Cuisine

Michelin Changes it up a Bit

In March, Michelin debuted their South America guide. Surprisingly, this is Michelin's first venture into the Southern Hemisphere! Brazil was the only country on the list, with 16 restaurants featured.

Alex Atala's Sao Paolo based D.O.M. received two stars (equivalent to "excellent cuisine, worth a detour") and was the highest rank awarded. Rio de Janeiro featured six restaurants; all receiving one star (equivalent to "A very good restaurant in its category"). The restaurants are Lasai, Mee, Olympe, Oro, Le Pré Catelan and Roberta Sudbrack.

You can be sure that we will be visiting them on our upcoming tour of Rio for Carnival.

Chinese Dumplings, Fresh From the Source

One of the greatest joys of traveling is trying new dishes, authentic to the destination. Even better, is when we have the opportunity to learn how to make these dishes ourselves.  

For instance, on our trip to China, a woman we know named Mrs Woo invites us into her home and teaches us how to make traditional Chinese dumplings, or Jiaozi.  Here is a recipe that we adapted a bit in the Zoom Kitchen. Perhaps this recipe can become a special addition to your next dinner or cooking party!

Ingredients

Jiaozi dough:
* 3 cups all-purpose flour
* up to 1 1/4 cups cold water
* 1/4 teaspoon salt

Filling:
* 1 cup grated carrot
* 1 TB soy sauce
* 1 teaspoon salt
* 1 TB Chinese rice wine or dry sherry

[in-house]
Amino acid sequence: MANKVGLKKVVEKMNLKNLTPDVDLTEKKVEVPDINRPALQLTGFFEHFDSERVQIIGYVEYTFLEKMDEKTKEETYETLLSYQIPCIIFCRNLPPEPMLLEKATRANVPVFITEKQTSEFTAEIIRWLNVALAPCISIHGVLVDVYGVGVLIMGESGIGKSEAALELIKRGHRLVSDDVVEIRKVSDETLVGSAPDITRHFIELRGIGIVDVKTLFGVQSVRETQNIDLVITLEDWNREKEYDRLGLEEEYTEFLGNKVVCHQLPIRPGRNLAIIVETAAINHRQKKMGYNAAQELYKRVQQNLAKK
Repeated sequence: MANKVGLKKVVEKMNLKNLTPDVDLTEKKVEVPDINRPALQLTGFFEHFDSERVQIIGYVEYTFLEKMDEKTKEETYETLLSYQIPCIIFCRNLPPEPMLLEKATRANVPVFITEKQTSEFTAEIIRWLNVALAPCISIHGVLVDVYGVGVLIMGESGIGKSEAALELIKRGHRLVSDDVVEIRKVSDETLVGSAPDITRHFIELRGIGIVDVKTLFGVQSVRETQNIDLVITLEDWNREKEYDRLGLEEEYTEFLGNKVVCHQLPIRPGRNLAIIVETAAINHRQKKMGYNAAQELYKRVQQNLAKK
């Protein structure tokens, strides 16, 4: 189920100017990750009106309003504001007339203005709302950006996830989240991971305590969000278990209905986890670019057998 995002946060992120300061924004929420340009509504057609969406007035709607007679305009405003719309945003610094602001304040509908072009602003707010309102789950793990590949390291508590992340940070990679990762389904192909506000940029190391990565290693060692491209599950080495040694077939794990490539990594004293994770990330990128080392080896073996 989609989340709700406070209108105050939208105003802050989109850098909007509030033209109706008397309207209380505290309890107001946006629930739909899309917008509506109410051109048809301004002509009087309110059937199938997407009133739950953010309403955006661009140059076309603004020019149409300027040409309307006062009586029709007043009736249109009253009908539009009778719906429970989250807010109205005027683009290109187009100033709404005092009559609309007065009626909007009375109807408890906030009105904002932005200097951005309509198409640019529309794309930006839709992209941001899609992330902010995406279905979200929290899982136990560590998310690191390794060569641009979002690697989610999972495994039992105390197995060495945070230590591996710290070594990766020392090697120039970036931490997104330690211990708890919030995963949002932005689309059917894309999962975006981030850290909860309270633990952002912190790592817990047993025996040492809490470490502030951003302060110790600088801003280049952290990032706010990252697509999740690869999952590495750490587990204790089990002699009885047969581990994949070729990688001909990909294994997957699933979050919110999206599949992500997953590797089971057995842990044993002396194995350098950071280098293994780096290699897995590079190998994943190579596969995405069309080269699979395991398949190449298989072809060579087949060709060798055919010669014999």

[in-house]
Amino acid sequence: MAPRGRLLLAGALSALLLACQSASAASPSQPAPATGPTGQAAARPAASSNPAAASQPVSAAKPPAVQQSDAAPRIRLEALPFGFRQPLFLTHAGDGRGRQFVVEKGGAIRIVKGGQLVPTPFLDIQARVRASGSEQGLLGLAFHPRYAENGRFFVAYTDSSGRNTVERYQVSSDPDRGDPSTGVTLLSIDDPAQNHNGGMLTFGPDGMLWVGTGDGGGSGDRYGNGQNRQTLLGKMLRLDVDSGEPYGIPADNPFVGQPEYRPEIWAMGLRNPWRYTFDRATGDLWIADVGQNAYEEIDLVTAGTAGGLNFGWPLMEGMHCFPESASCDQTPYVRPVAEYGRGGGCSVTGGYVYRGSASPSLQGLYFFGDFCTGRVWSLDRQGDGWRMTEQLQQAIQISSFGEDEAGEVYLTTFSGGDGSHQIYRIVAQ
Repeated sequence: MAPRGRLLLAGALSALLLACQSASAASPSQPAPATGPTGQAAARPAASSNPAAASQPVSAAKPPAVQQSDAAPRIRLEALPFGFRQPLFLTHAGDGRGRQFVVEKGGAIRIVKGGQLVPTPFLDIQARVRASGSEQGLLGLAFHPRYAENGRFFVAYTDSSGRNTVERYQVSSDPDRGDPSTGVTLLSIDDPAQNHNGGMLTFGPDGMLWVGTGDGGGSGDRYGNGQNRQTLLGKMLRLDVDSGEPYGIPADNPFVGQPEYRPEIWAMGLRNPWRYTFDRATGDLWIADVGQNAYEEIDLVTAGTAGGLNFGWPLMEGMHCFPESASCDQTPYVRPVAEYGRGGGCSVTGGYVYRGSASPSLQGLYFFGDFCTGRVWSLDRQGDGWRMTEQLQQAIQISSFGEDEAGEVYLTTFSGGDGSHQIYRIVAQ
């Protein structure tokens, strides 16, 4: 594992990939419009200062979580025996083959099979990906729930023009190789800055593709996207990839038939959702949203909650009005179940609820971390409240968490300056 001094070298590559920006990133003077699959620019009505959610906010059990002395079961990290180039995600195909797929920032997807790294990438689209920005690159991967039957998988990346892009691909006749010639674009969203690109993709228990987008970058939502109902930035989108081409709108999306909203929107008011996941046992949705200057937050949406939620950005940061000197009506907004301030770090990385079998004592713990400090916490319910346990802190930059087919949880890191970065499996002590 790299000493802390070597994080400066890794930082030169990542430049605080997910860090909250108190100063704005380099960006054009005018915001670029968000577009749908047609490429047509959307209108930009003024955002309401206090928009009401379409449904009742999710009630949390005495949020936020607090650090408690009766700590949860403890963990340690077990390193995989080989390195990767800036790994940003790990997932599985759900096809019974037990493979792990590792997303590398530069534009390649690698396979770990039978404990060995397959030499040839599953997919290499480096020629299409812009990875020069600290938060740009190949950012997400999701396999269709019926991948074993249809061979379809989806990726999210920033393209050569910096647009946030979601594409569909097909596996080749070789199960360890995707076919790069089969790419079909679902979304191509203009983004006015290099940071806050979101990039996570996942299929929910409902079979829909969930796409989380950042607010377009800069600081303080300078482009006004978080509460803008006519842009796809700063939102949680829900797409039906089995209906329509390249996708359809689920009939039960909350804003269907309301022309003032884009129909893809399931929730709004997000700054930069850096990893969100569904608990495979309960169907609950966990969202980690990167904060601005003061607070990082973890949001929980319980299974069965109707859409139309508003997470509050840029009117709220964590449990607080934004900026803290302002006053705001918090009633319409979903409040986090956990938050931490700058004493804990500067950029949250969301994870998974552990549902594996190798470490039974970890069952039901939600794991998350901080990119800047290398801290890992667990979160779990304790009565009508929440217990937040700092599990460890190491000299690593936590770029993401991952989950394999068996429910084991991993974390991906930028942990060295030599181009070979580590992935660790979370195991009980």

* 1/4 teaspoon freshly ground white pepper
* 3 TB sesame oil
* 1/2 green onion, finely minced
* 1 1/2 cups finely shredded Napa cabbage
* 4 tablespoons shredded bamboo shoots
* 2 slices fresh ginger, finely minced
* 1 clove garlic, peeled and finely minced

Preparation:
Stir the salt into the flour. Slowly stir in the cold water, adding as much as is necessary to form a smooth dough. Don't add more water than is necessary. Knead the dough into a smooth ball. Cover the dough and let it rest for at least 30 minutes.

While the dough is resting, prepare the filling ingredients. Add the soy sauce, salt, rice wine and white pepper to the grated carrots, stirring in only one direction. Add the remaining ingredients, stirring in the same direction, and mix well.

To make the dumpling dough: knead the dough until it forms a smooth ball. Divide the dough into 60 pieces. Roll each piece out into a circle about 3-inches in diameter.

Place a small portion (about 1 level tablespoon) of the filling into the middle of each wrapper. Wet the edges of the dumpling with water. Fold the dough over the filling into a half moon shape and pinch the edges to seal. Continue with the remainder of the dumplings.

To cook, bring a large pot of water to a boil. Add half the dumplings, giving them a gentle stir so they don't stick together. Bring the water to a boil, and add 1/2 cup of cold water. Cover and repeat. When the dumplings come to a boil for a third time, they are ready. Drain and remove. If desired, they can be pan-fried at this point.

Travel Makes Everything Taste Better

Is cappuccino really better in Rome? Is ceviche really more tasty in Peru? 

Sometimes, when I am home, I get an uncontrollable yearning for food just the way I had it somewhere else; usually on a sunny beach, a 2,000 year old piazza, a crowded fragrant market, or in the kitchen of an attentive cook. My yearning is usually followed with the conviction that we just don't know how to make a ceviche like they make it in Peru! Is it that the fish was literally caught hours ago off the coast of Lima, or is it that the limes used to cure and cook the fish, were grown in the Peru terrain and taste differently, or is it that my table was overlooking a 2,000 year old pre-Inca pyramid, and all these things came together at that one moment to heightened my senses, create an emotional response that triggered a tastier, more memorable ceviche than the overpriced version I can get at the fancy gourmet eatery in my home town?